The long-term plans of the current coalition are precisely those that look very nice on the surface: they aim to popularise and mainstream the issues of equality. But when we analysed the specific strategies, we realised that not all the ministries understood exactly what this should mean. There are no goals, no guidelines, no specific actions that will lead to it. Lithuania, as a country, does not have a vision for equality and I wish we would, as there is still a lot to do.

How much of your work consists of dealing with complaints, and how much time do you have to popularise the topic of equality in society?

Birutė: I do both pretty equally. Together with the team, we deal with complaints and advise people on what to do in situations where they have been discriminated against. We also deal with prevention work and bringing to light the equality issues in society. We also work a lot with municipalities in gender equality mainstreaming and with employers regarding promotion of equality in the workplace. Much needs to be done and we try to apply for project funding, as our own budget does not allow much for outreach work.

What is the most common complaint?

We are mainly approached on three grounds: discrimination based on gender, disability or age. It is understandable why these three grounds are the most common, but this does not mean that people do not experience discrimination based on, for example, sexual orientation or gender identity. 

By law, gender identity is not explicitly mentioned as a separate grounds for discrimination. This means people might think we can’t actually be approached to help regarding gender identity discrimination, but I’ve been trying to send a message to the trans community that our office is investigating your complaints as well, as gender identity falls under the area of gender discrimination. I interpret it according to the ruling of the European Court of Justice. If the laws cannot fully protect the people, someone else must.

Do you have a topic that you want to focus on during your term of office?

I would like to meet with different communities to hear their needs and expertise, rather than speak for them myself. We also have to provide support to groups to stand up for their rights, whether it is Baltic Pride, a demonstration in support of the rights of people with disabilities or some other march.

We would like to focus very much on intersecting identities: prevention of violence against women with disabilities; analysis of the situation of people experiencing discrimination because of their age; the rights of trans people; equal opportunities mainstreaming etc. We have many plans for this year and the future.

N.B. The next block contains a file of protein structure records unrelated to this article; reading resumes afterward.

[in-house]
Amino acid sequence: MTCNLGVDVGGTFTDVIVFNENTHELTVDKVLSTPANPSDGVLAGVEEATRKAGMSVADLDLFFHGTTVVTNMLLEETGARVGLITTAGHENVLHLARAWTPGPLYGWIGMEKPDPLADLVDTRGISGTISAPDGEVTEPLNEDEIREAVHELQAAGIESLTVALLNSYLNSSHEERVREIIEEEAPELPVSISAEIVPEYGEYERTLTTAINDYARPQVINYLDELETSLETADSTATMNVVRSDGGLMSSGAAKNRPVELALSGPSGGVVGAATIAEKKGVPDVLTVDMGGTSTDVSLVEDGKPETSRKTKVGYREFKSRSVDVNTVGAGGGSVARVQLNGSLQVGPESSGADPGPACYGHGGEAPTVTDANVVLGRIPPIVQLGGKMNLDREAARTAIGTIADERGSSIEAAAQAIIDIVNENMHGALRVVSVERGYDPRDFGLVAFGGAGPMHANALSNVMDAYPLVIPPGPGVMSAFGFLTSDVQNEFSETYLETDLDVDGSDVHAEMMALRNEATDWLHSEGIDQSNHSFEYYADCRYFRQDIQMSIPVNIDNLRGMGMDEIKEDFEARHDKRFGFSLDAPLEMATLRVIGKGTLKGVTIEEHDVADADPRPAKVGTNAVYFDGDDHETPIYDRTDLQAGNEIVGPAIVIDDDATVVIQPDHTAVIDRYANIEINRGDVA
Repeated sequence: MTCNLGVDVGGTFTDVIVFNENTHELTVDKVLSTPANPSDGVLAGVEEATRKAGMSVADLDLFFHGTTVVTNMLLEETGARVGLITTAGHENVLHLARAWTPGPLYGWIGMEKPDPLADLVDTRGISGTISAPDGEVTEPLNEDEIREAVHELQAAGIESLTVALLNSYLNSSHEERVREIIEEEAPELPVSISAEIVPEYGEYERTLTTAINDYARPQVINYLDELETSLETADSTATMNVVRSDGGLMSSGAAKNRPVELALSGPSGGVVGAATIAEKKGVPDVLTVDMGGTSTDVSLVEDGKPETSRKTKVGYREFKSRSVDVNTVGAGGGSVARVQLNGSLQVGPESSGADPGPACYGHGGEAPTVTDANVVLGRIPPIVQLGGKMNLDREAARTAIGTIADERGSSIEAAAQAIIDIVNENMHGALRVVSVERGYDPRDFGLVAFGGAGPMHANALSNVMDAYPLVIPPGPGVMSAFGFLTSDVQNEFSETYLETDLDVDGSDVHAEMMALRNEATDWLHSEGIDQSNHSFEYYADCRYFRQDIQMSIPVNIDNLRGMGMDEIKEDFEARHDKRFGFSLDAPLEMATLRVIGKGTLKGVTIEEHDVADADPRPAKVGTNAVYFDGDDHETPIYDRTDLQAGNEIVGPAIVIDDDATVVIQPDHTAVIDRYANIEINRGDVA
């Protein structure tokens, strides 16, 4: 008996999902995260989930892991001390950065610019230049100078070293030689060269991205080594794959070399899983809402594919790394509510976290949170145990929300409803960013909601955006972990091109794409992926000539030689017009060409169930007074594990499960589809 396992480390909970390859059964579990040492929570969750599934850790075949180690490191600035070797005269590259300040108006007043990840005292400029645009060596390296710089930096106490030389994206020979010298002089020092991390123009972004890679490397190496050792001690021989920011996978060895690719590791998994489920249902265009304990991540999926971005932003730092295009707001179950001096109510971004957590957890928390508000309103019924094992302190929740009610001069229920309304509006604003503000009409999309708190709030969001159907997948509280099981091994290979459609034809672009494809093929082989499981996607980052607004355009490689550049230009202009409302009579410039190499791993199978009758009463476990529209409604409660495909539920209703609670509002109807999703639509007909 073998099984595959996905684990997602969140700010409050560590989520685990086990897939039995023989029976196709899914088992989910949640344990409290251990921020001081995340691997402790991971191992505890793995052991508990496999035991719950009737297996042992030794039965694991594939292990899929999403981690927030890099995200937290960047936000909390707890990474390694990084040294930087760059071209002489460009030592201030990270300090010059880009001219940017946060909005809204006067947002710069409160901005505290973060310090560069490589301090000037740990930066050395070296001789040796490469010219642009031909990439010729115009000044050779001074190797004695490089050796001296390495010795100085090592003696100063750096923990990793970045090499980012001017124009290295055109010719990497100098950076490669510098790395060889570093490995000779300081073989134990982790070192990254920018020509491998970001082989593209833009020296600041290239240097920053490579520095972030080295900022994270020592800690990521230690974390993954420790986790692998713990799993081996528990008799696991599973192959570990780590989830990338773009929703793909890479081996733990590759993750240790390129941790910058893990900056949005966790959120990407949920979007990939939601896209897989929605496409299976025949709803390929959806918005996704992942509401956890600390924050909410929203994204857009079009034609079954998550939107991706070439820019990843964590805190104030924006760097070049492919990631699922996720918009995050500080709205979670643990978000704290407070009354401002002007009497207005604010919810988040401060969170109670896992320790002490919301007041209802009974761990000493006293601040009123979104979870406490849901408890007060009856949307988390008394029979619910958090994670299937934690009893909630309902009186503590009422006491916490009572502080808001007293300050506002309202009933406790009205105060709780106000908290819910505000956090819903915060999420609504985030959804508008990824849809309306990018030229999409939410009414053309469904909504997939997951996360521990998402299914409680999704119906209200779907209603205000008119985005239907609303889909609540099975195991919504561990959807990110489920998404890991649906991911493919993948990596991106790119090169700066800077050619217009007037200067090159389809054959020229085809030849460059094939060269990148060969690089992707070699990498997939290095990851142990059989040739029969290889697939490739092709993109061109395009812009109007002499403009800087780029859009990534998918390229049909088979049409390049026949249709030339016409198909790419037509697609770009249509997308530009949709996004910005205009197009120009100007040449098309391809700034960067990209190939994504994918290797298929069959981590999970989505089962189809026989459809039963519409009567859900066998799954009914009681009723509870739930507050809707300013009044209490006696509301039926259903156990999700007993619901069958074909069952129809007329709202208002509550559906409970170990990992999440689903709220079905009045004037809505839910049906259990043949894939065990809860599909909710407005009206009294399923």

If the laws cannot fully protect the people, someone else must.

As I said before, freedom of speech is very important. I have always been in favor of working with different religious communities as well and will continue doing so. While freedom of thought is important, it should not suppress the rights of other communities. It should also be taken into account that LGBTQI people are also part of religious communities. We all have our intersecting identities and everyone should have the right to express them to the fullest.

What inspires you to continue your work, despite the sometimes seemingly hopeless situation?

Jūratė: I come from a farming family in a small village and I was programmed to work and struggle. I also understand activism in this way – basically, it requires a lot of work.

To be honest, I don’t have much free time. The last few years have been very difficult because there is a lot of opposition to our activities. But whenever possible, I try to go out into nature or do gardening or pet cats, to find space to calm down and clear my mind. And, of course, spending time with Birutė!

Birutė: I enjoy meeting and working with inspiring people from various walks of life. I get to work a lot with people in civil society organisations. Frequently you can see they have to do things without proper funding, although it shouldn’t be like that. In such cases, however, it is special to see how people’s eyes light up when they have won a battle, and improved the situation of people their work serves.